By Tori Mason

DENVER (CBS4) – Smoke from wildfires around the state have been plaguing Denver air for weeks. Sore throats, coughs and stinging eyes are symptoms many people have noticed on hazy days, but the impacts of long term exposure are a mystery.

Dr. Anthony Gerber, a pulmonary specialist at National Jewish Health, says the long term effects of poor air quality in Denver are not clear. However, in the short term, he says these smoky conditions lead to greater risk of getting a viral infection.

(credit: CBS)

“How that translates to COVID-19, we don’t know, but we do think in general your risk of getting sick or having other things happen are higher on these days when there’s these particles in the air,” said Gerber.

He says the masks we wear to prevent the spread of coronavirus do virtually nothing to protect us from the smoke we’re inhaling outdoors. After weeks of hazy skies, many have learned to adjust.

(credit: CBS)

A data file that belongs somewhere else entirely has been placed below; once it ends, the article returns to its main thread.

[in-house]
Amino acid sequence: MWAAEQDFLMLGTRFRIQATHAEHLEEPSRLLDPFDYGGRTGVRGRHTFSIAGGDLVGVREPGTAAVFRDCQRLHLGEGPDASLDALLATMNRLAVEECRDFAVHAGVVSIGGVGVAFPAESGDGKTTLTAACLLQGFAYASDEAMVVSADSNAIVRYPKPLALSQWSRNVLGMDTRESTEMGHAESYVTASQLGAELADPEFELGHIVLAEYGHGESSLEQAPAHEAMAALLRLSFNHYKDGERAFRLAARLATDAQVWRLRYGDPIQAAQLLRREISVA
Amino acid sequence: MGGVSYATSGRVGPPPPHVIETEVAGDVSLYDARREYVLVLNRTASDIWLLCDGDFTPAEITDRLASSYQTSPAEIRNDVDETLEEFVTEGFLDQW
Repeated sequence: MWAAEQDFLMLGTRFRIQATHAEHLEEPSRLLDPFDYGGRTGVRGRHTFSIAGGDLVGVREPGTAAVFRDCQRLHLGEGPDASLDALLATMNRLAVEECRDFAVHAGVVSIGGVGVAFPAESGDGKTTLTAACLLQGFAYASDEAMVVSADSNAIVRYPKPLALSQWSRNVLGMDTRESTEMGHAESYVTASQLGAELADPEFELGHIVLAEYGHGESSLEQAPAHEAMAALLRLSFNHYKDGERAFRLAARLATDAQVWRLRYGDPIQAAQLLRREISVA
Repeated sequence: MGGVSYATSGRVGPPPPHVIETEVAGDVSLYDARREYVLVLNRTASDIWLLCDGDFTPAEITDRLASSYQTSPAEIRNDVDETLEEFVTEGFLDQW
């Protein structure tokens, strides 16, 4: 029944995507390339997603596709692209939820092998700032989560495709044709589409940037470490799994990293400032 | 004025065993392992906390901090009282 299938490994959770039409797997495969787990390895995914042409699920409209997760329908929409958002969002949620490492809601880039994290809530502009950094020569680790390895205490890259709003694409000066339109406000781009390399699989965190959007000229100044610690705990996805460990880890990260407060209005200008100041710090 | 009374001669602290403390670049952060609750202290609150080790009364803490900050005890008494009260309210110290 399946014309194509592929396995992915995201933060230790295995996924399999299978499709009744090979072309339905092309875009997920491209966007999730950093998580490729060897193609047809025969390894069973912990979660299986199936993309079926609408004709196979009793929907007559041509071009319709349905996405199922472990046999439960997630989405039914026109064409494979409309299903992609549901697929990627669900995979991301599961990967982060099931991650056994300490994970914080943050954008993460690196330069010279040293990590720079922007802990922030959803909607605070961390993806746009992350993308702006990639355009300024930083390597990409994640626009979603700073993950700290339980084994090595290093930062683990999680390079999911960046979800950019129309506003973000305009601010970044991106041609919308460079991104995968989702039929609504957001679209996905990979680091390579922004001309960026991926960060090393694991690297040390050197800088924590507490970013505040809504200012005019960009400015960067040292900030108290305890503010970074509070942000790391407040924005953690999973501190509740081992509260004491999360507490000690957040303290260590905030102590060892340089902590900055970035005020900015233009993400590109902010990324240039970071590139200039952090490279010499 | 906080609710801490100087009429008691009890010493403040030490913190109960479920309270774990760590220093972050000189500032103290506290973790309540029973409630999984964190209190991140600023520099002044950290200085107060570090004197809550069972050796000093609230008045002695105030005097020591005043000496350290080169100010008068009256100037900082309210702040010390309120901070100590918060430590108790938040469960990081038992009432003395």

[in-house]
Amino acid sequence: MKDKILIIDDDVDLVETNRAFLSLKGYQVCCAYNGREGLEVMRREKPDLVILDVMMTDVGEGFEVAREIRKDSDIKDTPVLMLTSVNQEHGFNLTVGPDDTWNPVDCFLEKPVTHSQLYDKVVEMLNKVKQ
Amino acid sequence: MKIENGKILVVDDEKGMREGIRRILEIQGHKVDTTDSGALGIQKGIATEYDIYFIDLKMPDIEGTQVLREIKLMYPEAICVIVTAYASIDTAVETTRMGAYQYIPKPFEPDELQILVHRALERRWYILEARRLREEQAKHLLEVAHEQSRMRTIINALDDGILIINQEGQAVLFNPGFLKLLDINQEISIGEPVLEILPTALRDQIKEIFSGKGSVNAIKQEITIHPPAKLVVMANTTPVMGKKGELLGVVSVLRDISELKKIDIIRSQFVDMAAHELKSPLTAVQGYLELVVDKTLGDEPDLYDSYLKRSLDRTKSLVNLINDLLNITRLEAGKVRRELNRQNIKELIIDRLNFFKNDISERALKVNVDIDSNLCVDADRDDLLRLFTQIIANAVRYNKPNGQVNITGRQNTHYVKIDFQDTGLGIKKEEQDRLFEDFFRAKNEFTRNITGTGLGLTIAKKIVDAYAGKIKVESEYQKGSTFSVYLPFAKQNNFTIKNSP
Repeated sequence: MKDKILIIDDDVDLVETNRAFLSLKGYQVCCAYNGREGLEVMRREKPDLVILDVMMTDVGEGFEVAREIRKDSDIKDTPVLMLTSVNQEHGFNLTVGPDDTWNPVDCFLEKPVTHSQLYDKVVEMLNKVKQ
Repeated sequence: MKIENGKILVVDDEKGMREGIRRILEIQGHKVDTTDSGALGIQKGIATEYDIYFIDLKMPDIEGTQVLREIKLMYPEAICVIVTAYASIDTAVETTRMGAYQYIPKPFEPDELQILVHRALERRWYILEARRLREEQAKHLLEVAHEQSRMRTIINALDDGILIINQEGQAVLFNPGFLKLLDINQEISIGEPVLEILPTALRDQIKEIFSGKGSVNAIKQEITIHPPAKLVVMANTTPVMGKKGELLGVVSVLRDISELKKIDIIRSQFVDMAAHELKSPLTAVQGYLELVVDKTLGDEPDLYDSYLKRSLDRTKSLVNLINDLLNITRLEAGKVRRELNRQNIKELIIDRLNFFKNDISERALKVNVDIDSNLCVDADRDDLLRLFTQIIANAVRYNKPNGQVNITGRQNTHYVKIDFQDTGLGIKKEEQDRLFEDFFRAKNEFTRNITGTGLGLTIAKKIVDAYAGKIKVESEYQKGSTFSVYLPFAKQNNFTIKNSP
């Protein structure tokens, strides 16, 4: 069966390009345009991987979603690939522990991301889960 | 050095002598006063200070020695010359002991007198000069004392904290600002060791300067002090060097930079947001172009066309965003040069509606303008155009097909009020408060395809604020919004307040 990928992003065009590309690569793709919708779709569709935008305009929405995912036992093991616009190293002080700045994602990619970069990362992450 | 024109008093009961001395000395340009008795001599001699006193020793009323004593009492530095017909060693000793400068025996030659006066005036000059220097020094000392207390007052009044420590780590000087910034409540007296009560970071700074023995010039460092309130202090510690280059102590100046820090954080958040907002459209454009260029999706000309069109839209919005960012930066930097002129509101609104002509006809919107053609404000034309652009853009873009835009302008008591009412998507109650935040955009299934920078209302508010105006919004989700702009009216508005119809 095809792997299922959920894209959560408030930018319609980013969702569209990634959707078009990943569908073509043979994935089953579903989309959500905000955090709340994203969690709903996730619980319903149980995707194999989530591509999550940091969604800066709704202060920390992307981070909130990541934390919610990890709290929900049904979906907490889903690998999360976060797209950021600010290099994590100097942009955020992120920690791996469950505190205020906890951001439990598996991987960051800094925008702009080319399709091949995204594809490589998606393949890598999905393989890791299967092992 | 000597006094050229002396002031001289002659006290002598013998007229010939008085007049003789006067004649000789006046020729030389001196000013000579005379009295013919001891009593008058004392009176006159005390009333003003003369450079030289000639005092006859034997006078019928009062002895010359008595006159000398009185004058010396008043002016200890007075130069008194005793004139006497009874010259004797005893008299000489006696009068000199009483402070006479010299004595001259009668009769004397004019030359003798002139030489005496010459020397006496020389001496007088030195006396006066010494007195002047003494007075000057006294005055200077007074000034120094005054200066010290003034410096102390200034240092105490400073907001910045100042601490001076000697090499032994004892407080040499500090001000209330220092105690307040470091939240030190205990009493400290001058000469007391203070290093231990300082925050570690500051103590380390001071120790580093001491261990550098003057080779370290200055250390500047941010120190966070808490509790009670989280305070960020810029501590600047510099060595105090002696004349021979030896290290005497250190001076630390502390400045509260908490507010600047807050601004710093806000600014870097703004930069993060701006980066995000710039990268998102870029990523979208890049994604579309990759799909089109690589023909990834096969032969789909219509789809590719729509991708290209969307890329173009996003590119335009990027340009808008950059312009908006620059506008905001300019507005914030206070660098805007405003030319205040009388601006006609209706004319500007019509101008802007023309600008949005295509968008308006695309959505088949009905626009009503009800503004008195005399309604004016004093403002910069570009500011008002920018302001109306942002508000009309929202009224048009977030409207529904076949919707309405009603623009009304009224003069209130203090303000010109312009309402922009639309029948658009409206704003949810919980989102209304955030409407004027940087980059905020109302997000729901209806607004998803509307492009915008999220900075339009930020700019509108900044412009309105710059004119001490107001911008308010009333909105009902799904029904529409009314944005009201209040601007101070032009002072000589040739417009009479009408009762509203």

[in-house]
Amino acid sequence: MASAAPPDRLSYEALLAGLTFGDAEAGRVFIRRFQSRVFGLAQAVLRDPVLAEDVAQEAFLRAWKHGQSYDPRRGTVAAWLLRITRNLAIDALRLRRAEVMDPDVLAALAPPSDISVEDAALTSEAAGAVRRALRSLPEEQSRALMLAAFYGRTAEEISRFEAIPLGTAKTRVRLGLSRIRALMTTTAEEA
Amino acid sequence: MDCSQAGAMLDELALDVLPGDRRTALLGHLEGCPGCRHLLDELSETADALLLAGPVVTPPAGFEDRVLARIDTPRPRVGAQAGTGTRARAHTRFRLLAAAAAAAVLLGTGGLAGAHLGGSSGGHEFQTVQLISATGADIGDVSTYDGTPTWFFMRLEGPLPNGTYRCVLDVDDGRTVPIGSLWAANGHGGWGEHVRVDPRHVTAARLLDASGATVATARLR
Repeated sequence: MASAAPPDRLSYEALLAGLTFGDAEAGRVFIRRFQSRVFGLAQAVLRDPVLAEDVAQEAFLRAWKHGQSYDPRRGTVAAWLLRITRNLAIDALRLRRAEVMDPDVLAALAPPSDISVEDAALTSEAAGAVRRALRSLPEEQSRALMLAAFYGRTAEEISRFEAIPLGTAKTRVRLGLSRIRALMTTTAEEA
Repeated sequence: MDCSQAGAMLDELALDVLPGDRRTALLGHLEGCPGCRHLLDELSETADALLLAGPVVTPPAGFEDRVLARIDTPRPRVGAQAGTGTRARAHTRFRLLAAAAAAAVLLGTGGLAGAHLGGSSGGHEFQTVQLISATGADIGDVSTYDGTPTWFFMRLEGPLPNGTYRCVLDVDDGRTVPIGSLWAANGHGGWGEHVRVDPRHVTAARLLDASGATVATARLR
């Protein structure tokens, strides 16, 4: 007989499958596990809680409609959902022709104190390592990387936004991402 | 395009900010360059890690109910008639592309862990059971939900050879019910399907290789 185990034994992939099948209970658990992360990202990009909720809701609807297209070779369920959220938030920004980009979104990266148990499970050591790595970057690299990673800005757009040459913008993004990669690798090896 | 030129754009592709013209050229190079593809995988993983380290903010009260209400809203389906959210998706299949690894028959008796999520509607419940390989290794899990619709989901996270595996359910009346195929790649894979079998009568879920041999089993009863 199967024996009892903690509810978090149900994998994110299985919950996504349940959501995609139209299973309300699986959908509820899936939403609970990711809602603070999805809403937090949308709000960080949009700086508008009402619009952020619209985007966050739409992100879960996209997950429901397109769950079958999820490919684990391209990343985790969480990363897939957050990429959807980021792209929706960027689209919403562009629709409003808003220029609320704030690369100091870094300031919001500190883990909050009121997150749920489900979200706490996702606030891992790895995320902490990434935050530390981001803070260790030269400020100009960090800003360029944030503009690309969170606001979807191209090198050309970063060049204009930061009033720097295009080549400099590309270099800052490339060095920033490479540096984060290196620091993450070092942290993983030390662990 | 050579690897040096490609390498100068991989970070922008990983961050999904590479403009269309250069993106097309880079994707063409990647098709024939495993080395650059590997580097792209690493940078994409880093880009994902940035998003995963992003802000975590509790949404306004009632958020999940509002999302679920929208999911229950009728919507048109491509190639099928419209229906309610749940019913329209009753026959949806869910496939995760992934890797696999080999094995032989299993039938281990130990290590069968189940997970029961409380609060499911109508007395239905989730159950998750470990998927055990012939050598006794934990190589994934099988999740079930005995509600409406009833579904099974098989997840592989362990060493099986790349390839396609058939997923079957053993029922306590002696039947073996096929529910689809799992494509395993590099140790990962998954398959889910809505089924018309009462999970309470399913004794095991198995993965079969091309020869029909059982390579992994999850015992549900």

“You’re a little sorer, because you’re not getting as much oxygen into your body. It makes it hard to breathe, but we suffer through it,” said Louis Rodriguez, a runner in the Denver area.

The Colorado Department of Public Health and Environment issued an Air Quality Health Advisory for 27 counties last week. Children and people with preexisting respiratory issues are more at risk than people like Louis, but many aren’t aware of the dangers they could be breathing in.

“The term of a wildfire is a bit of a misnomer because a lot of them are burning towns, they’re burning cars and other combustible elements. A lot these of these wildfires, we just don’t know what’s burning in them,” said Gerber.

With climate change, Gerber says this poor air quality is something we’ll have to get accustomed to as our new normal.

(credit: CBS)

CDPHE recommends everyone living within the advised area to limit outdoor activities particularly when smoke is thick or becomes thick. The health department also requests a reduction in driving gas or diesel vehicles whenever possible to lessen the impacts on air quality.

Tori Mason


Leave a Reply